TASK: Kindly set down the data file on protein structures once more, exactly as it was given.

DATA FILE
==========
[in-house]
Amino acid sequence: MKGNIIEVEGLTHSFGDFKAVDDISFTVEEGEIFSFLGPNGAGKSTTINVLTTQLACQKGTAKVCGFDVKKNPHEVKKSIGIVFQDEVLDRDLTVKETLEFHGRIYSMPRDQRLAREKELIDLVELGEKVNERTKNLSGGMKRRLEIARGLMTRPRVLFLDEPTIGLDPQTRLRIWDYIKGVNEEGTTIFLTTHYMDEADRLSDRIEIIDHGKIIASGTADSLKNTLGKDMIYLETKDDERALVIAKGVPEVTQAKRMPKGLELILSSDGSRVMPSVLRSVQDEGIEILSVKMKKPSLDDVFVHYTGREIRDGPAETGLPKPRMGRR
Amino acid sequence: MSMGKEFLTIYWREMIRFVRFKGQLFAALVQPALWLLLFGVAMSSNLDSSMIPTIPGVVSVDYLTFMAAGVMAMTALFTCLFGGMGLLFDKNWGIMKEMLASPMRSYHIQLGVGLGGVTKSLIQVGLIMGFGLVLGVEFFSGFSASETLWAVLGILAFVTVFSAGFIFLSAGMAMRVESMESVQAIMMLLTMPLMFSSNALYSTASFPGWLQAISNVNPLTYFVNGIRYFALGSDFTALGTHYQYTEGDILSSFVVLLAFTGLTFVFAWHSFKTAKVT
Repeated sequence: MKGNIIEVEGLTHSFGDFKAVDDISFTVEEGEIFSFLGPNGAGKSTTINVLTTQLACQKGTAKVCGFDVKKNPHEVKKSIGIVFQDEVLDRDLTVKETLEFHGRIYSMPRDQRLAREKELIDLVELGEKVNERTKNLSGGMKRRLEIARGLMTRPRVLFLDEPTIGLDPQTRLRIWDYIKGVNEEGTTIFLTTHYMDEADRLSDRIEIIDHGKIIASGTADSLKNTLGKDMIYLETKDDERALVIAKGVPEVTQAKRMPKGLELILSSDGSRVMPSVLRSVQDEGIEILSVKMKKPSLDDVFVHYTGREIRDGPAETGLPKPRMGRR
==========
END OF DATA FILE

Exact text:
[in-house]
Amino acid sequence: MKGNIIEVEGLTHSFGDFKAVDDISFTVEEGEIFSFLGPNGAGKSTTINVLTTQLACQKGTAKVCGFDVKKNPHEVKKSIGIVFQDEVLDRDLTVKETLEFHGRIYSMPRDQRLAREKELIDLVELGEKVNERTKNLSGGMKRRLEIARGLMTRPRVLFLDEPTIGLDPQTRLRIWDYIKGVNEEGTTIFLTTHYMDEADRLSDRIEIIDHGKIIASGTADSLKNTLGKDMIYLETKDDERALVIAKGVPEVTQAKRMPKGLELILSSDGSRVMPSVLRSVQDEGIEILSVKMKKPSLDDVFVHYTGREIRDGPAETGLPKPRMGRR
Amino acid sequence: MSMGKEFLTIYWREMIRFVRFKGQLFAALVQPALWLLLFGVAMSSNLDSSMIPTIPGVVSVDYLTFMAAGVMAMTALFTCLFGGMGLLFDKNWGIMKEMLASPMRSYHIQLGVGLGGVTKSLIQVGLIMGFGLVLGVEFFSGFSASETLWAVLGILAFVTVFSAGFIFLSAGMAMRVESMESVQAIMMLLTMPLMFSSNALYSTASFPGWLQAISNVNPLTYFVNGIRYFALGSDFTALGTHYQYTEGDILSSFVVLLAFTGLTFVFAWHSFKTAKVT
Repeated sequence: MKGNIIEVEGLTHSFGDFKAVDDISFTVEEGEIFSFLGPNGAGKSTTINVLTTQLACQKGTAKVCGFDVKKNPHEVKKSIGIVFQDEVLDRDLTVKETLEFHGRIYSMPRDQRLAREKELIDLVELGEKVNERTKNLSGGMKRRLEIARGLMTRPRVLFLDEPTIGLDPQTRLRIWDYIKGVNEEGTTIFLTTHYMDEADRLSDRIEIIDHGKIIASGTADSLKNTLGKDMIYLETKDDERALVIAKGVPEVTQAKRMPKGLELILSSDGSRVMPSVLRSVQDEGIEILSVKMKKPSLDDVFVHYTGREIRDGPAETGLPKPRMGRR